I’ve been thinking a lot about the influence of “place” on who we become and whether or not that influence ever wanes.  

In A Strong West Wind, an account of a Texas high plains girlhood, Gail Caldwell writes, “How do we become who we are? The question belongs not just to genes or geography or the idea of destiny, but to the entire symphony of culture and its magisterial march—to Proust’s madeleines and Citizen Kane’s “Rosebud” and anyone’s dreams of being someplace, anyplace, else. I was a girl whose father had taken such pride in her all her life, even when it was masked as rage, that he had lit a fire in me that would stay warm forever. I was the daughter of a woman who, on a farm in east Texas in the 1920s, had crept away from her five younger siblings so that she could sit on a hillside and read—a mother whose subterranean wish, long unrevealed, was that I might become who she could not. Each of us has these cloisters where the old discarded drams are stored, innocuous as toys in the attic. The real beauty of the question—how do we become who we are?—is that by the time we are old enough to ask it, to understand its infinite breadth, it is too late to do much about it. That is not the sorrow of hindsight, but its music: That is what grants us a bearable past.” 

Ridin' the Plains

Mar 24, 2016

In A Strong West Wind, an account of a Texas high plains girlhood, author Gail Caldwell evokes a sense of place through many descriptive passages, often involving her father. She writes, for example, “When I was a girl of nine or ten, my dad would take me along on autumn dawns to go quail and dove hunting, out to the far reaches of the Caprock, past towns named Muleshoe and Dimmitt to prairies so remote and unrelenting that even the phone lines seemed to disappear as we drove into morning light.

Cindee Talley

I’m a High Plains Public Radio Book Club reader from Northwest Kansas. It’s time to think about our third novel of this season, A Strong West Wind by native West Texan Gail Caldwell. The question that comes to mind is how does this memoir enhance our understanding of place? As one would expect, it’s different from Plainsong and Summer of the Comanche Moon. Based on reviews on Amazon, Goodreads, and Barnes and Noble, it’s a book readers either love or hate. With such strong responses in mind, it’s important to focus on insights this author’s memories offer this unique book club’s membership.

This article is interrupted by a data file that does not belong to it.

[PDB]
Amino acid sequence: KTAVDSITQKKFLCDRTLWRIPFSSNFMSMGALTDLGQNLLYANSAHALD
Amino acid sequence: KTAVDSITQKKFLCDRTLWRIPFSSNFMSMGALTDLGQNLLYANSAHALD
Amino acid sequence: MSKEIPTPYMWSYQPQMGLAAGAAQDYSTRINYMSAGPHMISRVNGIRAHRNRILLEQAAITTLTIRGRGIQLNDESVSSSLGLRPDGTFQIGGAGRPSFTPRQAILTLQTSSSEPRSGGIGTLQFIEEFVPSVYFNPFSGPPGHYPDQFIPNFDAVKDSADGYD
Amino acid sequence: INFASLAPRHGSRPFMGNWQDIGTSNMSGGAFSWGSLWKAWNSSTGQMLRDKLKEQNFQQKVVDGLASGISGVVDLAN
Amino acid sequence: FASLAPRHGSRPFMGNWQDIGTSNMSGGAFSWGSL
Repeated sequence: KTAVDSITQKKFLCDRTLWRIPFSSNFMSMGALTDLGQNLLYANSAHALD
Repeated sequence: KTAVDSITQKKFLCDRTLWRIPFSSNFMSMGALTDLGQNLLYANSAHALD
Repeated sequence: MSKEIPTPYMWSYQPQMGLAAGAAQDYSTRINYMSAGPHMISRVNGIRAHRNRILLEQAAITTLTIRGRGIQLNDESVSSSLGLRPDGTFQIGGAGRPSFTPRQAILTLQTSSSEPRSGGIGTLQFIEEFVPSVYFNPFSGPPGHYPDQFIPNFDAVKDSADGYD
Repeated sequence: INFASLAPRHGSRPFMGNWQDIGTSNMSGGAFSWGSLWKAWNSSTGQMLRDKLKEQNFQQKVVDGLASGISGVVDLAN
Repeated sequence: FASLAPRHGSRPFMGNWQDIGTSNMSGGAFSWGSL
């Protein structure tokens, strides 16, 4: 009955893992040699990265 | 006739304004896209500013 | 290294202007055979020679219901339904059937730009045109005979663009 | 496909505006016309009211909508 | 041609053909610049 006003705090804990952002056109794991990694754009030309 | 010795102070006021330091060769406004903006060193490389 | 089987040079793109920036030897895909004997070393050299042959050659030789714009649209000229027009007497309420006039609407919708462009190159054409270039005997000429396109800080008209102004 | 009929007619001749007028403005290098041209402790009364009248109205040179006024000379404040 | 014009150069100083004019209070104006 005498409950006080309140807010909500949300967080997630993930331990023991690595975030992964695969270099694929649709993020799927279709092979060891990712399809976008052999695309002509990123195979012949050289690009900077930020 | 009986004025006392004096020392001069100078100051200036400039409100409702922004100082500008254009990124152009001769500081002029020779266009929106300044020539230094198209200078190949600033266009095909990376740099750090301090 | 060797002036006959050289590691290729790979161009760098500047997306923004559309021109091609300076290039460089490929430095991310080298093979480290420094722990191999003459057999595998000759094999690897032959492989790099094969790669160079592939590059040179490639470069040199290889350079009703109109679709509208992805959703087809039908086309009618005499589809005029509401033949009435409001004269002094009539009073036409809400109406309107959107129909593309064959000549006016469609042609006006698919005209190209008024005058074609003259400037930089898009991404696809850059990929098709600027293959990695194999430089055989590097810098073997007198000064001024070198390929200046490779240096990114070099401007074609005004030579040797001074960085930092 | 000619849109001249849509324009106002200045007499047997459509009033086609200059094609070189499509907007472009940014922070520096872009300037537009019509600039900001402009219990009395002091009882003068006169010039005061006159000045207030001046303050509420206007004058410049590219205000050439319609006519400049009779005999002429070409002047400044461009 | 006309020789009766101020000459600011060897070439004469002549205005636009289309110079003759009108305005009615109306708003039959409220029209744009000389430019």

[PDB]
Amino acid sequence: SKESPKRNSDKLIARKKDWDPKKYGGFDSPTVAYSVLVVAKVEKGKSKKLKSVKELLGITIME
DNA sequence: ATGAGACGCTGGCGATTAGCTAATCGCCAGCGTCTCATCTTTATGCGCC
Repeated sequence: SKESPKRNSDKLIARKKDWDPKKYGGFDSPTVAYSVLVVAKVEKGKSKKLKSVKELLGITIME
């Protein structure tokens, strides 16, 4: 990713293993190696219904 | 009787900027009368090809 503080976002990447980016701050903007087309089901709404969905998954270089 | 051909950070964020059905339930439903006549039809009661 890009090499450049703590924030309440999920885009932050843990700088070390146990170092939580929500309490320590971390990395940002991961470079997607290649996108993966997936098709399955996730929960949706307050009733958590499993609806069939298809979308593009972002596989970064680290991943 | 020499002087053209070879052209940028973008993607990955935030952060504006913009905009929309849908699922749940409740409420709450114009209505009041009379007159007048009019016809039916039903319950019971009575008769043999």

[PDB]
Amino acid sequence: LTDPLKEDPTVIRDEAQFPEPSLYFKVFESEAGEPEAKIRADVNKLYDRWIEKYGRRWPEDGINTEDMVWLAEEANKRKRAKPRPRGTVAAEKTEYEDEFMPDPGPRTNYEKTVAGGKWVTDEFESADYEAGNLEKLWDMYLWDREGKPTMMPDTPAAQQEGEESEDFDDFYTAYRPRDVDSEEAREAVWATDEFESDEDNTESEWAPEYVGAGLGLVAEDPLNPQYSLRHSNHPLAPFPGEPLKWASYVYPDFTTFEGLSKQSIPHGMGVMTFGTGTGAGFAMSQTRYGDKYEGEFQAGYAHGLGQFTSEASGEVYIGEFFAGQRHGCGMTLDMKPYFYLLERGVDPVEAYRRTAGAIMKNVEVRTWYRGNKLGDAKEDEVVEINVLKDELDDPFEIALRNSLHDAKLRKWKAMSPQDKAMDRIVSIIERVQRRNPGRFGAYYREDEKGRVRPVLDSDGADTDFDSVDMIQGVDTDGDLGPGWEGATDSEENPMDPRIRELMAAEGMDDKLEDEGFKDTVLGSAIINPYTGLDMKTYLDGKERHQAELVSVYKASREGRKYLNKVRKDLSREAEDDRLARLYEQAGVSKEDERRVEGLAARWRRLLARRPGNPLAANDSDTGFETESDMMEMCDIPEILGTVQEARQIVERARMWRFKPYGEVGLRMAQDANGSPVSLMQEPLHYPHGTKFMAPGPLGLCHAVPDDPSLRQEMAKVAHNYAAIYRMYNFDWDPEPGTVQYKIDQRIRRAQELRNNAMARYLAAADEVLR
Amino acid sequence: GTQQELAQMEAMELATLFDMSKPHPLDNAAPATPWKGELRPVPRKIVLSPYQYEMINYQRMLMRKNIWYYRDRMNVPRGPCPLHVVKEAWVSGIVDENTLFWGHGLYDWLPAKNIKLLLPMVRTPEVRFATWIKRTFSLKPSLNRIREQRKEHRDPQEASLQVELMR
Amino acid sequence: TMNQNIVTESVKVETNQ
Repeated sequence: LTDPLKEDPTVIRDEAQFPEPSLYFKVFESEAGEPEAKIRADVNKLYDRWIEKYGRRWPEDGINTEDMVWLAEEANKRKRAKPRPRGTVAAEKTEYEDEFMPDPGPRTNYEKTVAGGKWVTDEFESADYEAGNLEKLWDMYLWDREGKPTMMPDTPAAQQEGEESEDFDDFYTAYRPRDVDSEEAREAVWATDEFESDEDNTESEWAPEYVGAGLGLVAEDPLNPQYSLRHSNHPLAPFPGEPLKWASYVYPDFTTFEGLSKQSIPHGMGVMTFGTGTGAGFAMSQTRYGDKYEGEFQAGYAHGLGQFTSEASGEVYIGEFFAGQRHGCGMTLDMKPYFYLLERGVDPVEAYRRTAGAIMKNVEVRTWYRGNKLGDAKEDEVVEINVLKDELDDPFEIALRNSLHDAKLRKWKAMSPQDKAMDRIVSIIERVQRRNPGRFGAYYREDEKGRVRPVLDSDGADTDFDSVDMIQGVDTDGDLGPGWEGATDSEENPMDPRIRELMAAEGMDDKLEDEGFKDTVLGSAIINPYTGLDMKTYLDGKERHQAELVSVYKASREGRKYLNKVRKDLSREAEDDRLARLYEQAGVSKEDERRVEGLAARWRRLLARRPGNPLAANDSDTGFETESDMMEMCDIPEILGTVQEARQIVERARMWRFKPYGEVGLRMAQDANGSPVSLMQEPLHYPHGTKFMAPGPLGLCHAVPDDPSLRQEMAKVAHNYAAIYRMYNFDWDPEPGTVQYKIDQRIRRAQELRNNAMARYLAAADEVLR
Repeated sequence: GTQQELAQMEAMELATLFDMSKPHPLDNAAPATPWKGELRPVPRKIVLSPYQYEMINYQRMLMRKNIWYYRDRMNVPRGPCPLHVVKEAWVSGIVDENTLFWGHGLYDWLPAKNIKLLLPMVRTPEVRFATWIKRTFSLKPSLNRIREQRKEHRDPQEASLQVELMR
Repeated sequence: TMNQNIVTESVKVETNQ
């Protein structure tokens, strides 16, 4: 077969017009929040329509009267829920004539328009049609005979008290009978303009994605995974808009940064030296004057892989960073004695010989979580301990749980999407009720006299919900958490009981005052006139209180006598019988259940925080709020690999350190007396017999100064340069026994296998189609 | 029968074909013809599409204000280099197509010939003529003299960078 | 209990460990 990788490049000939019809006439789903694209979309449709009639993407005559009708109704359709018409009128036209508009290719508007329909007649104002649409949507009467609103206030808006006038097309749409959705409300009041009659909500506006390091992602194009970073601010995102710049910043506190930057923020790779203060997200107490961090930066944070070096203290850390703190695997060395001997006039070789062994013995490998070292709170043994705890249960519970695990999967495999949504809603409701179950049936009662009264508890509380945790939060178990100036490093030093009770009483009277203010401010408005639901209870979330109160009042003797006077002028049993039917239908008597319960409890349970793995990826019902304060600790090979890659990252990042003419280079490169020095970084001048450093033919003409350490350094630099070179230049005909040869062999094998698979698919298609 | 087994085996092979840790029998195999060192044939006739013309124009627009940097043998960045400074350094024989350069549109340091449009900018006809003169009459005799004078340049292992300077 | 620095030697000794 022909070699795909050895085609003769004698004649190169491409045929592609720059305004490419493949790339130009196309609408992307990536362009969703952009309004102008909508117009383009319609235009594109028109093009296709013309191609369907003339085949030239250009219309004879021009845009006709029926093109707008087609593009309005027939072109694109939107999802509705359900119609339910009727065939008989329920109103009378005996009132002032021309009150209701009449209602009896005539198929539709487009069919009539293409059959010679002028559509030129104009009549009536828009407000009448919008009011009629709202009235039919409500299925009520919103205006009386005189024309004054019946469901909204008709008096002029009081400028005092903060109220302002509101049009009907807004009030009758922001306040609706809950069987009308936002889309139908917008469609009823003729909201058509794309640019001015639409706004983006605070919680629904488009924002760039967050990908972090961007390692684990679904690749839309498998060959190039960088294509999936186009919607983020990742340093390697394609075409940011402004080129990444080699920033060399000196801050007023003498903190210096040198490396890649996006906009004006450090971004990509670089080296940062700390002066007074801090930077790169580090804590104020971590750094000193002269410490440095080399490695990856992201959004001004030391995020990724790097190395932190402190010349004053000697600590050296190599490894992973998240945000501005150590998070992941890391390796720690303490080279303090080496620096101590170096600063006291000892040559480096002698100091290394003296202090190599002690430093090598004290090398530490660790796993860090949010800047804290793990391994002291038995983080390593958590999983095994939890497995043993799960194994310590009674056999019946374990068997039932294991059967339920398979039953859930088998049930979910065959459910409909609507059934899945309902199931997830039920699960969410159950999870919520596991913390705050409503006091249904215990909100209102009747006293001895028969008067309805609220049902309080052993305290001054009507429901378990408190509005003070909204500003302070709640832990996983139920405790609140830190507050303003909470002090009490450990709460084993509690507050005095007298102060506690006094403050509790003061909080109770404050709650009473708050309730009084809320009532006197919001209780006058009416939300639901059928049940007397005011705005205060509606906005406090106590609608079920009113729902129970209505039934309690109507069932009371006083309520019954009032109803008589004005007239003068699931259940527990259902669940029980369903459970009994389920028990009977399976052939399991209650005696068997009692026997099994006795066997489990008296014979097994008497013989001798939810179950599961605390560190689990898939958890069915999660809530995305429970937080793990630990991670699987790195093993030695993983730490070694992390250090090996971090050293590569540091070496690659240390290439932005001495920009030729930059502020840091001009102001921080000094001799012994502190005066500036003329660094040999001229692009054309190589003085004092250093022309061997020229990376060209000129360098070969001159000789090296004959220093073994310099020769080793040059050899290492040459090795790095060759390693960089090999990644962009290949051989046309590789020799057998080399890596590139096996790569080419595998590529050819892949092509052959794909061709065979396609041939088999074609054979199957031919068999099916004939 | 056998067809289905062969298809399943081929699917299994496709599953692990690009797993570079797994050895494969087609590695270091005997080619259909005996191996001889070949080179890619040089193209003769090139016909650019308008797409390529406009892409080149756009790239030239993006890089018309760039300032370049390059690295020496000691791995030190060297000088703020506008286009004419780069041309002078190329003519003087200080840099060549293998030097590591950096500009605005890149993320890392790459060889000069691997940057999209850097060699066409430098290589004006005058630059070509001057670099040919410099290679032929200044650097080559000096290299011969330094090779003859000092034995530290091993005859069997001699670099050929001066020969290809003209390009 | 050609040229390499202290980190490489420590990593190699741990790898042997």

Jonathan Baker

I’m a writer in Canyon, Texas, and I’ve been asked to talk a little about this month’s Radio Readers Book Club Read, A Strong West Wind by Gail Caldwell. Gail’s story is a familiar one to me. In fact, my story mirrors hers in many ways. Both Gail and I grew up feeling isolated on the High Plains, and escaped into books. We both left the Panhandle for Austin, where we both rebelled, discovered politics, and sowed our wild oats.

A Strong West Wind

Jan 18, 2016

A Strong West Wind: A Memoir  by Gail Caldwell is the third book in the 2016 Spring Read.  

“In this exquisitely rendered memoir set on the high plains of Texas, Pulitzer Prize winner Gail Caldwell transforms into art what it is like to come of age in a particular time and place. A Strong West Wind begins in the 1950s in the wilds of the Texas Panhandle–a place of both boredom and beauty, its flat horizons broken only by oil derricks, grain elevators, and church steeples. Its story belongs to a girl who grew up surrounded by dust storms and cattle ranches and summer lightning, who took refuge from the vastness of the land and the ever-present wind by retreating into books. A memoir of culture and history–of fathers and daughters, of two world wars, the passionate rebellions of the sixties -- the book is also about the mythology of place and evolution of a sensibility: about how literature can shape and even anticipate a life” (From Amazon)